For such courses to work well they require sound planning and management – some Bedales students who have gone on to pursue joint honours programmes have found the workload onerous, exacerbated by poor sequencing of requirements for written work. I suspect that students’ perception of such programmes as manageable will be the making or breaking of them in the long run.

Certainly, I will be alerting many of our students to what Leicester and others offering liberal arts degrees have to offer, and I’d like to see more universities follow this trend and make the programmes work. Industry has been vocal in its requirement for entrants with a rounded education, and there is an increasing numbers of students seeking an education hitherto available only overseas – such programmes can serve both parties well.  Of course, this does not undermine the importance of the more traditional degree programme, which remains the better bet for those wanting to specialise, or to pursue higher academic study, and we will encourage our students to think very carefully about what is right for them.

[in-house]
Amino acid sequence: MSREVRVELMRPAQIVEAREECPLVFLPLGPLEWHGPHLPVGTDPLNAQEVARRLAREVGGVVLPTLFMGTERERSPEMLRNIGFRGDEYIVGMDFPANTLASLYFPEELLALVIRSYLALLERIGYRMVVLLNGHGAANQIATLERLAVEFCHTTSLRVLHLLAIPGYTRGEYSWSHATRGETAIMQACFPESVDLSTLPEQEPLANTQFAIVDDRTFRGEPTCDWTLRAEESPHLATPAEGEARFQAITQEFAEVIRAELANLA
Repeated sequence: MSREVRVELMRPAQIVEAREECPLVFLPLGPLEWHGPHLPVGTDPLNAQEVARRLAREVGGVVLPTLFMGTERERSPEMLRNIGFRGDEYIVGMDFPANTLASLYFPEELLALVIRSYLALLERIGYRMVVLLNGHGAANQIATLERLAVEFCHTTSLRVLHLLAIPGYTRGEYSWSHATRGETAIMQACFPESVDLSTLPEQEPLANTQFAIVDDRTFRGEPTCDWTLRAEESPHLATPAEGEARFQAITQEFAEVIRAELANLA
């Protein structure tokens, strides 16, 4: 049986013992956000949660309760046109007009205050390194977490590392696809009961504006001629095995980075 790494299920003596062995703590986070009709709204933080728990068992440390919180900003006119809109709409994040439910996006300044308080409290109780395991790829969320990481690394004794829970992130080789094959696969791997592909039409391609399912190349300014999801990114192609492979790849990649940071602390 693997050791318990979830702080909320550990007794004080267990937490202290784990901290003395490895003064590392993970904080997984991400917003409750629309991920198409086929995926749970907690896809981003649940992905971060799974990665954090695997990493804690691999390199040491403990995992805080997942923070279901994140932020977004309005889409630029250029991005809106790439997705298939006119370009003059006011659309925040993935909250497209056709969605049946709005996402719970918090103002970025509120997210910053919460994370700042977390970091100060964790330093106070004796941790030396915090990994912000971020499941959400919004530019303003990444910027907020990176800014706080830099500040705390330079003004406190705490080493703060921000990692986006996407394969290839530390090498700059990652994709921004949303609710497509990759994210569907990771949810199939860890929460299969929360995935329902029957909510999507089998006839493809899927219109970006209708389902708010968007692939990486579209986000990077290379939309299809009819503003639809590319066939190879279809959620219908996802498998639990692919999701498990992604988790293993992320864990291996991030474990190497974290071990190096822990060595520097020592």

By Vikki Alderson-Smart, Higher Education Advisor

 

 

Thinking Higher (Education)

In November my family and I visited the Mechanical Engineering department at the University of Bath.

Alex Ludwig Bath University blog

Dr Jos Darling and Alex

On arrival we met Dr Jos Darling, senior lecturer in Mechanical Engineering at the University. Jos informed us about the opportunities and courses the Engineering department had to offer. After a very interesting conversation with him, we were guided around the impressive facilities and labs. From a wind tunnel the size of a class room, to a metal cutting CNC machine, they had all the equipment necessary to create a diverse range of products. I was surprised to see how many opportunities the University had to offer as well as the sophistication of their equipment. Afterwards we had a look around the campus. The University consists of a campus on top of a hill and feels much like a village, which I found to be very communal.